Tag: playwriting

rules for us all

From Truthout’s “Five Principles for Independent Media”:

1. Be Intentional.

It means being intentional about what voices we quote and promote; being aware that if we do not make conscious choices, invisible privileges will lead to the continued predominance of white, male, abled, heterosexual, cisgender and well-off voices. It means acknowledging power dynamics and seeking, wherever possible, to confront power and to avoid the cheap and easy satisfaction of criticizing those who do not have it – punching up, not punching down.

2. Be Humble

We must admit that we don’t know everything… Non-corporate media can and should provide a space to puzzle out possibilities for both dismantling current systems and paving new paths, and for this journey, humility is an essential ingredient.

3. Be Bold

…if our approach as writers and editors is tied too closely to chasing a bigger and bigger audience, and our desire to reach this audience is primarily tied to ensuring we stay funded, we are putting the cart before the horse in a way that risks falling into the same traps that hamstring the corporate media. If we commit to covering stories that would otherwise go untold, it should be with the understanding that this is a worthwhile act in and of itself. If we commit to giving a voice to the voiceless, it cannot be conditional on the immediate popularity of what the voiceless have to say.

4. Be Accountable

George Orwell famously defined journalism as “printing what someone else does not want printed,” adding “everything else is public relations” – this now seems to us somewhat incomplete without specifying that journalism is publishing what someone with power does not want to see the light of day…  It means acknowledging that by virtue of the platforms we have, most of us enjoy “a tremendous privilege and an even greater responsibility,” and that, to quote Susie Cagle, “At the least, we should seek to minimize harm to those we use – and yes, we do use them – to tell stories and ultimately earn livelihoods for ourselves.”

5. Progress, Not Perfection

Journalists are uniquely positioned to provide an example of what it might mean instead to strive to be “progressive” in a different sense: committed to improving ourselves, our work and our society, but acutely aware of the inevitability of imperfection.

shudder upon reading

This happens more than I would like to admit: I will pick up a play or screenplay after some time away from it, read it through and immediately think to myself- what the hell?? What was I even thinking? I want to tear it all apart and build it all back up again – which I usually do.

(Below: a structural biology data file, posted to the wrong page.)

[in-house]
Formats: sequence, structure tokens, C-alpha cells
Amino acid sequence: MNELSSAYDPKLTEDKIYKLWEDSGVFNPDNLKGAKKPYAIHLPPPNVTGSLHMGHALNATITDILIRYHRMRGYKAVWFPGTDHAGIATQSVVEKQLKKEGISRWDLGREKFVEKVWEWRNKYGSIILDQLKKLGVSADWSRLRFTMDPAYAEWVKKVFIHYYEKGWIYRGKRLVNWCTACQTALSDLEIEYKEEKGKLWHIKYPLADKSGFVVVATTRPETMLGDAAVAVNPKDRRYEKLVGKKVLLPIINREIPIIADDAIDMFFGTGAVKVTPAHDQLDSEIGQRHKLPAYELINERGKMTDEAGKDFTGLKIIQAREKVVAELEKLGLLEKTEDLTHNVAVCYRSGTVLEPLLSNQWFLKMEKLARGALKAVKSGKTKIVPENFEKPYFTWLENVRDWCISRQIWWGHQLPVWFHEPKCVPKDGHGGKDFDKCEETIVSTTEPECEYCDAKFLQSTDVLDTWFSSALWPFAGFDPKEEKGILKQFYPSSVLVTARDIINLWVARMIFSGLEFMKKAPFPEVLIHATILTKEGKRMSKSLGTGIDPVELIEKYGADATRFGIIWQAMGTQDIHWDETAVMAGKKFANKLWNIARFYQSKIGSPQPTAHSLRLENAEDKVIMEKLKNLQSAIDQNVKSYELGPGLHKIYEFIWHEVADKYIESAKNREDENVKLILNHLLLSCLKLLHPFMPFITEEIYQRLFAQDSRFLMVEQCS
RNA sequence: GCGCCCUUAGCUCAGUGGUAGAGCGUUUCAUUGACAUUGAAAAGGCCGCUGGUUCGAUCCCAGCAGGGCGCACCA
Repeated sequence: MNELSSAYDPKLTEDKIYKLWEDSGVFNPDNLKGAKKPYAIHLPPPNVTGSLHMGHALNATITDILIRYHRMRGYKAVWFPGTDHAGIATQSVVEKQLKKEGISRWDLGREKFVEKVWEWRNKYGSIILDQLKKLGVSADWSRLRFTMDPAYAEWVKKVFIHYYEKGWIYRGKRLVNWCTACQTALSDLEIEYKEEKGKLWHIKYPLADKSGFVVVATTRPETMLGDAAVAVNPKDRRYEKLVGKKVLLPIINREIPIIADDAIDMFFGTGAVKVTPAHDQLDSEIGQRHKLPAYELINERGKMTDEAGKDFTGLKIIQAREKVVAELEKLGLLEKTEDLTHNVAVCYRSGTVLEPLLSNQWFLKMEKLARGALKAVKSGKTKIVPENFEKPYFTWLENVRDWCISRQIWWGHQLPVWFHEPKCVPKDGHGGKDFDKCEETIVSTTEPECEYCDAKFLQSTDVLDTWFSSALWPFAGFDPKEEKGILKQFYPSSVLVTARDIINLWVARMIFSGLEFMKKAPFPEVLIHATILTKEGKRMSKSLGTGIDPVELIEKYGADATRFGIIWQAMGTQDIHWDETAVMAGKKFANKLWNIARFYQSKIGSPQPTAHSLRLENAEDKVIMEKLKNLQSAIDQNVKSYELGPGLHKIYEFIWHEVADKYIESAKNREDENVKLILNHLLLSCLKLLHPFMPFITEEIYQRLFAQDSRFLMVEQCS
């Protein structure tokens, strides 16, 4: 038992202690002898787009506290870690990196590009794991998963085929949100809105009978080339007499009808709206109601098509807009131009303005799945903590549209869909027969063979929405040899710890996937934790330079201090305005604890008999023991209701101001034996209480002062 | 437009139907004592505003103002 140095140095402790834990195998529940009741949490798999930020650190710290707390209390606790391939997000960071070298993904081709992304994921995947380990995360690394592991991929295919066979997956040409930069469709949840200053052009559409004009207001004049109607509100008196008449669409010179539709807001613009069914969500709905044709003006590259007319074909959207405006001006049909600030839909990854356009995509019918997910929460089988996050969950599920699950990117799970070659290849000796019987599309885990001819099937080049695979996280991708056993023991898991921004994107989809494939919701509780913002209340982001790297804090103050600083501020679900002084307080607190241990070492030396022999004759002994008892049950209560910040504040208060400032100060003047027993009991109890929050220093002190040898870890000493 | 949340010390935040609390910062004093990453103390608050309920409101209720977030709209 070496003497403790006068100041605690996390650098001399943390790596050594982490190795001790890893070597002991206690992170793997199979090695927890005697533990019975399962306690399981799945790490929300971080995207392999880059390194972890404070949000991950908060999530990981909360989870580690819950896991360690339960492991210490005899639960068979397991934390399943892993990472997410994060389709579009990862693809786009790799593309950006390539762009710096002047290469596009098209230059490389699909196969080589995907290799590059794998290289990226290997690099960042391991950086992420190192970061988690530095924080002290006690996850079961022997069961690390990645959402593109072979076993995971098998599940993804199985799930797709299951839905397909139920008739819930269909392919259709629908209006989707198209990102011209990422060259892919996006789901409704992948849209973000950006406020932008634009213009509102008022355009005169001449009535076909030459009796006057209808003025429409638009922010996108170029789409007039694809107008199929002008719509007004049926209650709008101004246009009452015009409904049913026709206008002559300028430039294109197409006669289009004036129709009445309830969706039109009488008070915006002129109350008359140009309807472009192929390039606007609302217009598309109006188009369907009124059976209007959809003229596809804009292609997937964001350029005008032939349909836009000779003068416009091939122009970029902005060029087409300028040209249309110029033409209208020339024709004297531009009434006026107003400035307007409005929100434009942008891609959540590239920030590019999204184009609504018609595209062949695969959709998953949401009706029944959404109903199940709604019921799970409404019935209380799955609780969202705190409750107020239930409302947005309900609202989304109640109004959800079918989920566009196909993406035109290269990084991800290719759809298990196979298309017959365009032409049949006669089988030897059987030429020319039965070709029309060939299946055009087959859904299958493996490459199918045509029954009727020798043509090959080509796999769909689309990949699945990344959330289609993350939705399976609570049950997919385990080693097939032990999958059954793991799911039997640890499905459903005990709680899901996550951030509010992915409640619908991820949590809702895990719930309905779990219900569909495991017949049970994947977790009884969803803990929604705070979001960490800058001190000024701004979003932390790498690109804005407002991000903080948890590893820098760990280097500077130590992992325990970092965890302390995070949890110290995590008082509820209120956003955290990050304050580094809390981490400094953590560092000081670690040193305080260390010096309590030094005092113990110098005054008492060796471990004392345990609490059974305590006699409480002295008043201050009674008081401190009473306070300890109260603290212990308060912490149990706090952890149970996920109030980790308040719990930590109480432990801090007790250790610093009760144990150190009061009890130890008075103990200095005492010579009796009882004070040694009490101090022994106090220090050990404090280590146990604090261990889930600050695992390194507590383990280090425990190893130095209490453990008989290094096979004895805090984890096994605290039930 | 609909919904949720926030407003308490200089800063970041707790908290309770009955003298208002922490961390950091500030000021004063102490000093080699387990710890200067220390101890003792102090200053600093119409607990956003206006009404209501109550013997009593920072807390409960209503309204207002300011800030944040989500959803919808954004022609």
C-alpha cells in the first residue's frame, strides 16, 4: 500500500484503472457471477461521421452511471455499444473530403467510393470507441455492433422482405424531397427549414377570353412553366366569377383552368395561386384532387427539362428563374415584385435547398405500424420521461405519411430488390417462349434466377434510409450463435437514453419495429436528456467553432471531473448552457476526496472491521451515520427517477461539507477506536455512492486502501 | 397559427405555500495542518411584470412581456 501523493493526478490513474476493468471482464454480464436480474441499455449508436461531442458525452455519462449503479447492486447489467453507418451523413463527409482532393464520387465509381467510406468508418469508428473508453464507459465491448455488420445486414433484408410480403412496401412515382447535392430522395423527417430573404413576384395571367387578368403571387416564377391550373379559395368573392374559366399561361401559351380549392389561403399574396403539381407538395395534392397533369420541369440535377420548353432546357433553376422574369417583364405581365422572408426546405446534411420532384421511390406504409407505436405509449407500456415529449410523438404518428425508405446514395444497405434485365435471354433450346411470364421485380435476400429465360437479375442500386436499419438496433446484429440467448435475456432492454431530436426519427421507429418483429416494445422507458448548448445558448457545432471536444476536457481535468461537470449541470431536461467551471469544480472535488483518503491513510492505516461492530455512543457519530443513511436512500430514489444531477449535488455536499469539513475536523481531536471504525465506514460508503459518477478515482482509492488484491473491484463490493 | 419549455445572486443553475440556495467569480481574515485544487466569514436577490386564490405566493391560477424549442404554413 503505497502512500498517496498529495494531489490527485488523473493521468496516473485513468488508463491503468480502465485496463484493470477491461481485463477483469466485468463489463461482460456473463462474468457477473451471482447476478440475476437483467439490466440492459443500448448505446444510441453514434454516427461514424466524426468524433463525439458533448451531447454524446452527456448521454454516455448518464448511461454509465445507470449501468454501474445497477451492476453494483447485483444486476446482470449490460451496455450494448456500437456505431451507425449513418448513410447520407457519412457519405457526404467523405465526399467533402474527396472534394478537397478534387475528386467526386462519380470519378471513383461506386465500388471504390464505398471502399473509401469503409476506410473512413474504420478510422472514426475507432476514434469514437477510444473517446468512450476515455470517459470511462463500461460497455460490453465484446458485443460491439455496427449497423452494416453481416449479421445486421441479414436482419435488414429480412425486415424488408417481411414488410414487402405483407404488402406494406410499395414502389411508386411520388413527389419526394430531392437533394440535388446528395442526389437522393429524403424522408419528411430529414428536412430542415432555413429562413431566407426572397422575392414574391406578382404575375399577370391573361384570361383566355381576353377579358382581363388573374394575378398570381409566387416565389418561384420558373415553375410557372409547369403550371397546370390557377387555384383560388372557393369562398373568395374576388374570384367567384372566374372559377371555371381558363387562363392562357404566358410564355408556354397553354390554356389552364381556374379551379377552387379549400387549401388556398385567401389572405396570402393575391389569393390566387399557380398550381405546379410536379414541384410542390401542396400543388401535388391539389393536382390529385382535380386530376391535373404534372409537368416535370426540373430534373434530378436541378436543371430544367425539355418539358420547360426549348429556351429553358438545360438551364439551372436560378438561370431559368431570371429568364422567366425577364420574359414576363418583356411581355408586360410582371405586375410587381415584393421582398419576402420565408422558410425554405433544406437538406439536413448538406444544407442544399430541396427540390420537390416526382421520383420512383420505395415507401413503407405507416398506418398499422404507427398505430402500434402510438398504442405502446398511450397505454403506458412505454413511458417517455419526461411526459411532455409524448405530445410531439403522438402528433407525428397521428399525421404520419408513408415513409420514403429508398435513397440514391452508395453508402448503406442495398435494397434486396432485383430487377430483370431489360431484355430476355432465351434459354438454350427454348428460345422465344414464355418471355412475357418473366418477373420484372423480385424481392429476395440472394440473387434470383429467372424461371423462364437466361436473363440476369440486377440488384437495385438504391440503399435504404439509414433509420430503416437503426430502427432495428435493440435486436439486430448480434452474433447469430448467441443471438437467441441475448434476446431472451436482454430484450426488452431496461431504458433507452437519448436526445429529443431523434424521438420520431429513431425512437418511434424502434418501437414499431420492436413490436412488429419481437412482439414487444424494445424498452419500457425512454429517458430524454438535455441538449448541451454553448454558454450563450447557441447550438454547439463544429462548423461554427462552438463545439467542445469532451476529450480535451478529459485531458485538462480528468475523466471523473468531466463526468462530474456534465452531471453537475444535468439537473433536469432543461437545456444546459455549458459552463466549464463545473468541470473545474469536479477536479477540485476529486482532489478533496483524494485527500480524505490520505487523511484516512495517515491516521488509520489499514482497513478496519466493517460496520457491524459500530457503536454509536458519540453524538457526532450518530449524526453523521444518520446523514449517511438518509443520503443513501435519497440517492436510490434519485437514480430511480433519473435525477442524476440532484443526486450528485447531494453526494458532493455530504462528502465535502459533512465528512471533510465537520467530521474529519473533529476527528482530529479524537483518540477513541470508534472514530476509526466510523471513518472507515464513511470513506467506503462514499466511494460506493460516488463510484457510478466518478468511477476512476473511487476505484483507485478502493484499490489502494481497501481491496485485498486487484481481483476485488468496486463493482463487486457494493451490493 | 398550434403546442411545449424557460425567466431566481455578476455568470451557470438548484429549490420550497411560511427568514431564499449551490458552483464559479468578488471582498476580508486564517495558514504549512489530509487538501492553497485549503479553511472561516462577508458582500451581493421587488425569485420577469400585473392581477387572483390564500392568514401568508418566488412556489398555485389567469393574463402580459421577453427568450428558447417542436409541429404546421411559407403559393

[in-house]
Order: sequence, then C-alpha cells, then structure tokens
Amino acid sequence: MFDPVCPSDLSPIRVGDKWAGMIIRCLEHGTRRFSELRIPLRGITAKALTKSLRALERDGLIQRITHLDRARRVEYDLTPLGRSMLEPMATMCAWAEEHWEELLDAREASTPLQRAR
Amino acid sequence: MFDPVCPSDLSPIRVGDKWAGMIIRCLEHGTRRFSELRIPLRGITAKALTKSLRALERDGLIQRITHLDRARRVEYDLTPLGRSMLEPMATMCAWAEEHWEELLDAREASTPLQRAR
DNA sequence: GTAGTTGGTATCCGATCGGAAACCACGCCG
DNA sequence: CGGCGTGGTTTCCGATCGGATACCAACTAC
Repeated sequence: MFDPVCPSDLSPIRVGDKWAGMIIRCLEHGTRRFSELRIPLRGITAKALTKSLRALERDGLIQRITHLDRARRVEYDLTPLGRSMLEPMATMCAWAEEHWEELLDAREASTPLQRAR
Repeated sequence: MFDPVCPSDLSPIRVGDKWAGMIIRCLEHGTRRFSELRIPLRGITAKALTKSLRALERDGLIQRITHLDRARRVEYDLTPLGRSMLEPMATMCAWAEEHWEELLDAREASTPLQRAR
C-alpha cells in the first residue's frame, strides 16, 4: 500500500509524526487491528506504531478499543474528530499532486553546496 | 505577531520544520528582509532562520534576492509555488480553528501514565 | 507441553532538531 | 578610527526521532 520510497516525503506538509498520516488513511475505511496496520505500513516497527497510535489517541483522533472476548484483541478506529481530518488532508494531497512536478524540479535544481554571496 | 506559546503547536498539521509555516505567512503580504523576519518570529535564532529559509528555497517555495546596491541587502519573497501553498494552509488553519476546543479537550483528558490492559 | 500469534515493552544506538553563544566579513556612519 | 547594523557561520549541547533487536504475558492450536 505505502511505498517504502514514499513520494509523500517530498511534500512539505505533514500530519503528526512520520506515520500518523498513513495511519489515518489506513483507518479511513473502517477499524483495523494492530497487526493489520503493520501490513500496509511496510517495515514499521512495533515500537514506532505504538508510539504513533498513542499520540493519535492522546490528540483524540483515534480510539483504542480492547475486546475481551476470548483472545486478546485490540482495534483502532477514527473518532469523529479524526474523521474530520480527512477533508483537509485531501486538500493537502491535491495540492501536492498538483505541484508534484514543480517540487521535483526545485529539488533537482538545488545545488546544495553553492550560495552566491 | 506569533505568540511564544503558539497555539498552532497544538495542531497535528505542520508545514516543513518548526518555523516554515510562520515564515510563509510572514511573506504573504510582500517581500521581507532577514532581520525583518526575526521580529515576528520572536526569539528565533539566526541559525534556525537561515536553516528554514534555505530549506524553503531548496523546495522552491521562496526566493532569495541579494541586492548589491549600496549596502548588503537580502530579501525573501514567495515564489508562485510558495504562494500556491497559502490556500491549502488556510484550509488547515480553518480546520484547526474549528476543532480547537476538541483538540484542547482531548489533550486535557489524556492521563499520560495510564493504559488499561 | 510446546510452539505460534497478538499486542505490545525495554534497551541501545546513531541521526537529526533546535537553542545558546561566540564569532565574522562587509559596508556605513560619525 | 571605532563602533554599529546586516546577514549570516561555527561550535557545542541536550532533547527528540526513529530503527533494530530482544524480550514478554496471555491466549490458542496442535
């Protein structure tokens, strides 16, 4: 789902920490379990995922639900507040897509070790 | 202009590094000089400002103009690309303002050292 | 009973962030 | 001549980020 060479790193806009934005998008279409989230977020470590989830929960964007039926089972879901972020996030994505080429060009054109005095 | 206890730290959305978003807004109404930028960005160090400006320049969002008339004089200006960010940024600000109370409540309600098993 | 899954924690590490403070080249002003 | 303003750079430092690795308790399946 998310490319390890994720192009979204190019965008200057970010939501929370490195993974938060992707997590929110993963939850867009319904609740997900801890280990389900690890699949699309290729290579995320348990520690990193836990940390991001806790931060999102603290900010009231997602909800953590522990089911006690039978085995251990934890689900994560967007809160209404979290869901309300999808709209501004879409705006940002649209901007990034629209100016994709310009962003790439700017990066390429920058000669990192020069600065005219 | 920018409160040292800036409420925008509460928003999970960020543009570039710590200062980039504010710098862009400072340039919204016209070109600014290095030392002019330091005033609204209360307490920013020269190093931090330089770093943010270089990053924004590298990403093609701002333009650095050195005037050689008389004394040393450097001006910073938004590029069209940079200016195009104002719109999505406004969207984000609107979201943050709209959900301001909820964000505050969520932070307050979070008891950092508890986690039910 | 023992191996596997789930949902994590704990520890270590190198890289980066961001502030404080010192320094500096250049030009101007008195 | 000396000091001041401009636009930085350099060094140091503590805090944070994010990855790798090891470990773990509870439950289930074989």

Of course there’s an easy explanation for this: I’m not very good. And then there’s a more complicated explanation: this is a natural part of the process. You make a mess. Get some ideas down first and then give it a shape. And then repeat and repeat, logging hours and letting momentum build until you have something called a play.

But this takes time. Valuable, precious time spent running around naked in the wilderness of your own thoughts. And running around naked in the wilderness of your thoughts does not pay the bills – for most of us (click here and of course here for exceptions).

I can’t wait for the day when I can retire to my cabin on a mountaintop and pound out the next Proof. You hear these stories all the time. Arthur Miller wrote Act One of Death of a Salesman in less than a day. Martin McDonagh wrote his acclaimed Leenane Trilogy (Beauty Queen, Skull in Connemara, The Lonesome West) and FOUR MORE plays in the space of nine months.

I’m wary of stories like these – from established writers or from my friends. It’s mythmaking. For most of us, a good play or screenplay takes time. You cannot skip steps. You cannot rush the process. Right? At best, for the gifted and experienced, it just goes faster: less drafts, less time.

I can only imagine what I’ll feel looking back five years, ten years at the work I’m writing today. Despite my very best intentions to make it active and alive, it probably won’t seem that way.

Martin McDonagh seems to agree:

I’m constantly bored with what I’ve done before. I always think it’s too weak. Everything I’ve done so far, even Beauty Queen, which I respect as a good play, and The Cripple, I could do it 20 times better. For me, and for people like me who like great, visceral, strange, tough films, I could do so much more from this position. I could tell a hundred better stories in the same kind of style with the same motivations as I have been doing up to this point. I guess I might as well hang on for a while and do it.

The only time I’m really happy is re-reading what I’ve handwritten the day before. Re-reading it and being surprised that I actually wrote that. That’s sounds pretty arrogant, but there’s a joy in that, flipping back the last two hand-written pages and being surprised. I think it probably gives me more joy than anything else I’ve done up to this point.

Small victories. Long war.